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  • Home > Gail Carriger > Timeless     

    London was ill prepared for such an invasion. It was also not quite the same London as when they had departed.

    Lord Maccon, for one, returned to his pack to find that his previous Beta had emigrated to Scotland for an unspecified indenture and that a young dandy of an Alpha waited tentatively in his place.

    Biffy handed him a letter from Professor Lyall, tears in his eyes. Alexia, unabashed, read it over her husband’s arm.

    “My dear sir. I have no means of making amends. Even an apology would be more an insult, of that I am well aware. I have trained young Biffy to the best of my abilities. He will make a fine Beta, even though, as you may now already have smelled, he has manifested Anubis form. I thought, perhaps, you might take over training him for his next role—your replacement—contingent upon such a time as you leave us for Egypt and a well-earned retirement.”

    Upon reading that, Alexia asked, “How did he know your plans? You didn’t discuss it with him ahead of time, did you?”

    “No, but that’s Randolph for you.”

    They continued with the letter.

    “Our Biffy is part of this modern age. Shifting times require a London dandy for a London Pack. Try not, my dear lord, to see him in light of your own abilities as Alpha. He will never be that kind of wolf. I believe he is what our pack will need in the future, regardless.”

    Alexia looked up at Biffy. The young werewolf seemed to be feeling a more intense emotion over Professor Lyall’s abandonment than she might have predicted. What had happened while they were in Egypt?

    “Biffy,” asked Alexia, because she had no subtlety, “did something significant occur between you and Lyall while we were away?”

    Biffy hung his head. “He promised he would come back to me eventually. When we were all ready. Ten, twenty years, he said. Not so long for an immortal. Shifting times, he said.”

    Alexia nodded, feeling old. “But it feels like a very long time?” Ah, young love.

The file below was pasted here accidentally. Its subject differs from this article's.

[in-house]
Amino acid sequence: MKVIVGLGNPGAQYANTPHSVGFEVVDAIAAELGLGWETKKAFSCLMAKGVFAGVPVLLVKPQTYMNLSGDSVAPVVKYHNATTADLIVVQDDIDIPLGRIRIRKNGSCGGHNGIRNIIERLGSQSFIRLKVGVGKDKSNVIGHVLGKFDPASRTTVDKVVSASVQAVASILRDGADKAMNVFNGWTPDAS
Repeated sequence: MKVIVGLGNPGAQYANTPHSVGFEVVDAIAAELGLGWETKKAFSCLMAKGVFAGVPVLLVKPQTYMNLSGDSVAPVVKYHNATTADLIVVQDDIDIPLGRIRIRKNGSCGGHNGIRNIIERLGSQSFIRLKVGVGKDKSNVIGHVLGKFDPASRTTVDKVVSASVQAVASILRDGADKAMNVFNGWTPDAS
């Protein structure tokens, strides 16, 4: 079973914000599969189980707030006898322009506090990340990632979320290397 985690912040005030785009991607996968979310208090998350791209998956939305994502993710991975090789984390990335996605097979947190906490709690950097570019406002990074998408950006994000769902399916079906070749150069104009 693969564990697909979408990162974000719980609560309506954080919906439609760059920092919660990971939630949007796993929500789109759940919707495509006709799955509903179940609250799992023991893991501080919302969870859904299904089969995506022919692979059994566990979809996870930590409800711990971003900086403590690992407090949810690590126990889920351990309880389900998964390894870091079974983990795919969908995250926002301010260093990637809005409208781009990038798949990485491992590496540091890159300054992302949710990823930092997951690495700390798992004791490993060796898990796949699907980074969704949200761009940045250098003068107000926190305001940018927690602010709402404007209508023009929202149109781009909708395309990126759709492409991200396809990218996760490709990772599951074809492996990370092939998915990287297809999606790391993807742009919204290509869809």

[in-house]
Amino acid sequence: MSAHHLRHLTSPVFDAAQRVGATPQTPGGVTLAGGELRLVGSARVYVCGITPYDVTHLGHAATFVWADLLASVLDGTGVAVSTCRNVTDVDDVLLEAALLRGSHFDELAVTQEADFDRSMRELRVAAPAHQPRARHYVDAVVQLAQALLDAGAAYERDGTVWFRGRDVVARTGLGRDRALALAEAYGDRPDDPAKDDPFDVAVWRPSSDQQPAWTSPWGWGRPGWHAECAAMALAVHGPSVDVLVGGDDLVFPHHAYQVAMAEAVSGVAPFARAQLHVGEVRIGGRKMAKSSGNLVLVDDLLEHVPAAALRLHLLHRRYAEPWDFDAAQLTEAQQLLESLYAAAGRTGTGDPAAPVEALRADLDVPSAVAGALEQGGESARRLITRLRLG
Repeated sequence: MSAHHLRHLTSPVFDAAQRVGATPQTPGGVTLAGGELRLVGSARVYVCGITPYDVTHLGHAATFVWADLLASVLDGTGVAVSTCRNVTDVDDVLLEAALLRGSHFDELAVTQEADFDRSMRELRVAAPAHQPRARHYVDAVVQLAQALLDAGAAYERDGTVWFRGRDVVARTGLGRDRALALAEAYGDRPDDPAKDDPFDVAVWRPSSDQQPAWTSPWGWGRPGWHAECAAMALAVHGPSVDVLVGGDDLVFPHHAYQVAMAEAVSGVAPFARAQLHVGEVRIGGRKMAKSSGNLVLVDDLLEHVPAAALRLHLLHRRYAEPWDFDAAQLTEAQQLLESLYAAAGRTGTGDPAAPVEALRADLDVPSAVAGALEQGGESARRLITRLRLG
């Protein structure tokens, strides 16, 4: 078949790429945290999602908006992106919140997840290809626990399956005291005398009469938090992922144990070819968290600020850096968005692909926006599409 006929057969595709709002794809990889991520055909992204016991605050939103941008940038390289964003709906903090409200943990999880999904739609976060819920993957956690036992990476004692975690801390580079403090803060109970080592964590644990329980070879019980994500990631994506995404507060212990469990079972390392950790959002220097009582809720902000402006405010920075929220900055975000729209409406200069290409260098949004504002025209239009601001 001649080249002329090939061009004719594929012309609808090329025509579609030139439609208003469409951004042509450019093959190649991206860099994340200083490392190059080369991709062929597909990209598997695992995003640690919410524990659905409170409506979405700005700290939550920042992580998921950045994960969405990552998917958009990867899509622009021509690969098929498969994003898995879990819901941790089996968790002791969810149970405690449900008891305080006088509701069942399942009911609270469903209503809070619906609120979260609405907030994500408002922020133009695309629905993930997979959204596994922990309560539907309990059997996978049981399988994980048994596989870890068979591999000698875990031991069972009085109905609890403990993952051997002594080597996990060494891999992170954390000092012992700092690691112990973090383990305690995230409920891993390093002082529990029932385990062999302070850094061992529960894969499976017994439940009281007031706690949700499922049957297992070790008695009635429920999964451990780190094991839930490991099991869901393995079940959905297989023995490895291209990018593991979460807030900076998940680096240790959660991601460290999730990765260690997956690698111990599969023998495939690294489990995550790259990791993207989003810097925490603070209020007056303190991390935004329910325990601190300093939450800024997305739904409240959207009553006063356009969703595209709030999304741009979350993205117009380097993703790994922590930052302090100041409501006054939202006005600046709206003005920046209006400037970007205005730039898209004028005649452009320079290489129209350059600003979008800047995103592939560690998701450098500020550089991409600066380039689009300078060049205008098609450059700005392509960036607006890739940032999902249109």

Biffy nodded sadly.

    The earl, sensitive to his pack member’s feelings, drew Alexia’s attention back to Lyall’s letter before she could continue interrogating the young dandy.

    The letter continued.

    “Don’t tell Biffy yet. He isn’t ready to know his future. Not the one that I envision for him. But he is ready to learn how to lead a pack, and you, my lord, will be an excellent teacher. Despite everything, I remain faithfully your friend, Professor Randolph Lyall.”

    “Ah, so,” said Alexia, looking back and forth between the two gentlemen, their eyes down-turned. “It is an elegant solution,” she said at last.

    “He was always verra good at elegant solutions,” said Lord Maccon softly. Then he bucked up. “Well, young Biffy, I suspect with you as my Beta, I’ll never again be allowed out without a cravat.”

    Biffy was aghast. “Certainly not, my lord!”

    “Good to know where I stand from the start.” Conall grinned amiably at the boy.

    Rumpet stuck his head in. Rumpet had been brought out of retirement to take over for Floote as pack butler. He’d set up as an innkeeper in Pickering after the vampires took over Woolsey but jumped at the chance to return to his old position. Pickering and innkeeping, as it turned out, were not all he had hoped.

    “Lady Maccon, there’s a gentleman to see you.” The butler had a certain curl to his lip that in Alexia’s experience could only mean one man.

    “Ah, show him into the front parlor. If you will excuse me, husband, Biffy, I’m certain you have much to discuss. There is Channing to consider, if nothing else.”

    “Oh, blast it. Channing,” muttered Lord Maccon.

    Alexia let herself out.

    Lord Akeldama sat waiting for her in the front parlor, one silken leg crossed over the other, blue eyes bright and slightly accusatory. He was wearing pea green and salmon this evening, a pleasant swirl of spring colors to counteract the gray weather they’d been experiencing of late.

    “Alexia, my darling toggle button!”

    “My lord, how are you?”

    “I am here to reclaim my dearest little daughter.”

    “Of course, of course. Rumpet, fetch Prudence for his lordship, would you? She’s sleeping in the back parlor. Did you miss her, my lord?”

    “Like a hat misses a feather, darling! The droney poos and I have been bereft, quite bereft I tell you!”

    “Well, she was very useful, in her way.”

    “Of course she was. And Matakara—are the rumors true?”

    “Where do you think Ivy acquired her new hive?”

    “Yes, Alexia, pigeon, I mean to discuss that little incident with you. Did you have to bring them all?”

    “A new queen, plus five Egyptian vampires and assorted drones? You object to my bringing souvenirs back from Egypt? Everyone brings back souvenirs from their travels abroad, my lord. It is the done thing.”

    “Well, dewdrop, I don’t object as such, but…”

    Alexia smiled craftily. “Ivy has chosen somewhere in Wimbledon for her hive’s location. A little too close for comfort, my lord?”

    The vampire arched a blond eyebrow at her haughtily. “Countess Nadasdy is not amused.”

    “She wouldn’t be. Someone is essentially taking on her old role in society.”

    “Ivy Tunstell, no less.” Lord Akeldama frowned, one perfect crease marring the white smoothness of his forehead. “She is terribly interested in fashion, isn’t she?”

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